A high-quality spray wax can also go a long way when used as a drying aid, interior protectant, and quick detailer. Check out some of my other off-label uses for spray wax here.
A good rinseless wash, all-purpose cleaner, and spray wax can really free up a ton of space on your detailing product shelf.
2. Perform tasks in an efficient order
When time is of the essence, having to re-do any work is a killer. Take a second to come up with your plan of attack, and organize the steps into an efficient order. This is one of my favorite detailing shortcuts – work smart, not hard.
Save your windows for after the interior cleaning is done. Why is that? Because you’re bound to get overspray from cleaners, fingerprints, or brush marks on the glass adjacent to the panel you’re working on. I can’t count how many times I’ve reached over the gauges on my MR2 to clean the dash, only to leave a huge, greasy elbow print right in the middle of my windshield! Learn from my mistakes. Save the windows for the final step.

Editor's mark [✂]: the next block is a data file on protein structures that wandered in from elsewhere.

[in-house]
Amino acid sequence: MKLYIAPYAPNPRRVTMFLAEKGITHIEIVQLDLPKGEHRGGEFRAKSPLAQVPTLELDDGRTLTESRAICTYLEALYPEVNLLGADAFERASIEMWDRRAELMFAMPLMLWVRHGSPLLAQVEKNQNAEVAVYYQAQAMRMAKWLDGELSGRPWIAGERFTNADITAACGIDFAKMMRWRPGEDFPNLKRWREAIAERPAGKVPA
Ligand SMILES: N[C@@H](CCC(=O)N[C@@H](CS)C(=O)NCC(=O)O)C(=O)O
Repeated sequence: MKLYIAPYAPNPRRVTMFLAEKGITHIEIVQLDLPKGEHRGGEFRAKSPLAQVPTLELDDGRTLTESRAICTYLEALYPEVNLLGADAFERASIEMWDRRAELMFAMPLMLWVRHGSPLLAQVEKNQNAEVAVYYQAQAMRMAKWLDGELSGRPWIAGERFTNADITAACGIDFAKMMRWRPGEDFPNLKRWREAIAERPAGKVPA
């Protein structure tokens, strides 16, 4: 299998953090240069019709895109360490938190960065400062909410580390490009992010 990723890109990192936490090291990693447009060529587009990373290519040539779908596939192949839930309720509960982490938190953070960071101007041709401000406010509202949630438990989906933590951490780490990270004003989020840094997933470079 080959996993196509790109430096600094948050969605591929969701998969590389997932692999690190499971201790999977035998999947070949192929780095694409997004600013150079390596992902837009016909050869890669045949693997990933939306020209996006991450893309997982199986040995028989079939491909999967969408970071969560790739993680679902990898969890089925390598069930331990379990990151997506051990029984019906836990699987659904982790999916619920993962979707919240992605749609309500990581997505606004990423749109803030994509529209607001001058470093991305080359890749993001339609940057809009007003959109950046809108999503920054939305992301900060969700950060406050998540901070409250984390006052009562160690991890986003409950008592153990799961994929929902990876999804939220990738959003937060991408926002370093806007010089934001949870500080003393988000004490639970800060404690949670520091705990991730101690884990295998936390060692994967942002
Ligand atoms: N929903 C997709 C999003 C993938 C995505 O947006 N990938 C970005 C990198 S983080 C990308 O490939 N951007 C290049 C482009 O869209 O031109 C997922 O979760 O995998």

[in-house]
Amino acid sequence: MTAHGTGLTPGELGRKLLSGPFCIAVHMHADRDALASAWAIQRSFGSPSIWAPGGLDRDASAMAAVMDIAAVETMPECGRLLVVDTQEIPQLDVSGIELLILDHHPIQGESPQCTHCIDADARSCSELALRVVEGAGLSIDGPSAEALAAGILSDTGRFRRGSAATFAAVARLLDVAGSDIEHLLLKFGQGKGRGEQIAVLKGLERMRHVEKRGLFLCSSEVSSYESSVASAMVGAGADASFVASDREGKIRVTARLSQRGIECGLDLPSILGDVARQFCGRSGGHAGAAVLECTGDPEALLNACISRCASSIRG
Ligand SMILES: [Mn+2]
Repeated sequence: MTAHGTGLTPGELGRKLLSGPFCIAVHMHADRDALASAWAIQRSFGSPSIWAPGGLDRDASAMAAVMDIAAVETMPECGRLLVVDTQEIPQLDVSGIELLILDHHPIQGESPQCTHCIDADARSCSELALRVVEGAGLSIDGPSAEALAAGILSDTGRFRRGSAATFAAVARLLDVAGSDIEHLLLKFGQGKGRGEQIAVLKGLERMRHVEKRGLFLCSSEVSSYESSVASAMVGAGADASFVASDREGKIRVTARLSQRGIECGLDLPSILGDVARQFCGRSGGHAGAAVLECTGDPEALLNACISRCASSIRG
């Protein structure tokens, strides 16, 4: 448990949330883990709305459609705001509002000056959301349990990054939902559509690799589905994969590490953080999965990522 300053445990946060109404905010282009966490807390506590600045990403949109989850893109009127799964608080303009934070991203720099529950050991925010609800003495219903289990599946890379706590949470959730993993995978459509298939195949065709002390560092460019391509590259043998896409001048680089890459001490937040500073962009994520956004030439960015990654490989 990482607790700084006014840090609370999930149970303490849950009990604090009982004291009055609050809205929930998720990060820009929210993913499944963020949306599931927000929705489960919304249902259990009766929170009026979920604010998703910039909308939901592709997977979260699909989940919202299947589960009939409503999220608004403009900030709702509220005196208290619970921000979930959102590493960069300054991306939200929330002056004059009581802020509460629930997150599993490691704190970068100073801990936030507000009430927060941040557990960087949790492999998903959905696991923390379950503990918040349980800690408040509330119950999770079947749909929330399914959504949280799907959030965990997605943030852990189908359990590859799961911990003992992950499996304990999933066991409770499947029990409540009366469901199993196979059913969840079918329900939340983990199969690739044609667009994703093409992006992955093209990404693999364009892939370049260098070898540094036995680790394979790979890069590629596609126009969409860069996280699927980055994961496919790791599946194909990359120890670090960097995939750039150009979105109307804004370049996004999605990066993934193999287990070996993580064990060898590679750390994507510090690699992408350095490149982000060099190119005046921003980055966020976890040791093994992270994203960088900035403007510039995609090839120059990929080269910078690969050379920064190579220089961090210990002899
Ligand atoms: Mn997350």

Side note: on the topic of interior detailing, you’ll also want to make sure you work from the top down. Otherwise, your cleaner of choice will be dripping down onto the surface you’ve already cleaned. This might only take a couple seconds to touch up, but it adds up when it happens a bunch of times.
There are other things you’ll want to do in the right order as well. Clean your wheels first before you wash the rest of your car. Otherwise, the water on your paint can dry and leave water spots behind while you work on the wheels. It’s also a good idea to detail your engine bay before you wash the rest of your car. The reason for that is the high risk of any cleaners getting sprayed onto the surrounding area like your fenders and front bumper.
Before you detail your engine bay, spray those surrounding areas down with water first, and keep them wet. That way, any cleaners or degreasers that spill onto the paint will instantly be diluted with water, making them less strong and much easier to rinse off.
3. Blow your car dry first